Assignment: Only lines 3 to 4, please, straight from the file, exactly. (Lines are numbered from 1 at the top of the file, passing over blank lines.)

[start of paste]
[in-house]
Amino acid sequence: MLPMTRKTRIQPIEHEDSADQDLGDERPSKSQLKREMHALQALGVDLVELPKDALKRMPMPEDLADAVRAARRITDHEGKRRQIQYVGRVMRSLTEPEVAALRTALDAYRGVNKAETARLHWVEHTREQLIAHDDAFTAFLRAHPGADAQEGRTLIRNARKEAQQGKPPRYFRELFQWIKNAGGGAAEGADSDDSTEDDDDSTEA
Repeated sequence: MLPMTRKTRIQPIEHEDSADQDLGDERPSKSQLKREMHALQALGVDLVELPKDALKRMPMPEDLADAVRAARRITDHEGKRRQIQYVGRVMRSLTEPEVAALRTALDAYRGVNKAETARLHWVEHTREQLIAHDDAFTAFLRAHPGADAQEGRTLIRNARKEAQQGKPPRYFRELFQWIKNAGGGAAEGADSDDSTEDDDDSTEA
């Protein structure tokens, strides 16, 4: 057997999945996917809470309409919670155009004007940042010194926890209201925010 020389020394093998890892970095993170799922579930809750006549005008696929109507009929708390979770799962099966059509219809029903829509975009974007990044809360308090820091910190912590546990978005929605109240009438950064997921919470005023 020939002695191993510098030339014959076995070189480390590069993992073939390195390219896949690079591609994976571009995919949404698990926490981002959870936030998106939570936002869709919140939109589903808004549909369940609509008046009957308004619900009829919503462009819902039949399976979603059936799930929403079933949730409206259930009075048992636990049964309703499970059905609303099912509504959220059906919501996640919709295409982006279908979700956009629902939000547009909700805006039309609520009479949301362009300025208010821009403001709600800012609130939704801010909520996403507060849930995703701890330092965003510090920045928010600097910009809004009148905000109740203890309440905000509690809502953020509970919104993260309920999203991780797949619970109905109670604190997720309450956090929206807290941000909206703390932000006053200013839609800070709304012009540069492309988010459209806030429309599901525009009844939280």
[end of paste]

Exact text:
Repeated sequence: MLPMTRKTRIQPIEHEDSADQDLGDERPSKSQLKREMHALQALGVDLVELPKDALKRMPMPEDLADAVRAARRITDHEGKRRQIQYVGRVMRSLTEPEVAALRTALDAYRGVNKAETARLHWVEHTREQLIAHDDAFTAFLRAHPGADAQEGRTLIRNARKEAQQGKPPRYFRELFQWIKNAGGGAAEGADSDDSTEDDDDSTEA
């Protein structure tokens, strides 16, 4: 057997999945996917809470309409919670155009004007940042010194926890209201925010 020389020394093998890892970095993170799922579930809750006549005008696929109507009929708390979770799962099966059509219809029903829509975009974007990044809360308090820091910190912590546990978005929605109240009438950064997921919470005023 020939002695191993510098030339014959076995070189480390590069993992073939390195390219896949690079591609994976571009995919949404698990926490981002959870936030998106939570936002869709919140939109589903808004549909369940609509008046009957308004619900009829919503462009819902039949399976979603059936799930929403079933949730409206259930009075048992636990049964309703499970059905609303099912509504959220059906919501996640919709295409982006279908979700956009629902939000547009909700805006039309609520009479949301362009300025208010821009403001709600800012609130939704801010909520996403507060849930995703701890330092965003510090920045928010600097910009809004009148905000109740203890309440905000509690809502953020509970919104993260309920999203991780797949619970109905109670604190997720309450956090929206807290941000909206703390932000006053200013839609800070709304012009540069492309988010459209806030429309599901525009009844939280």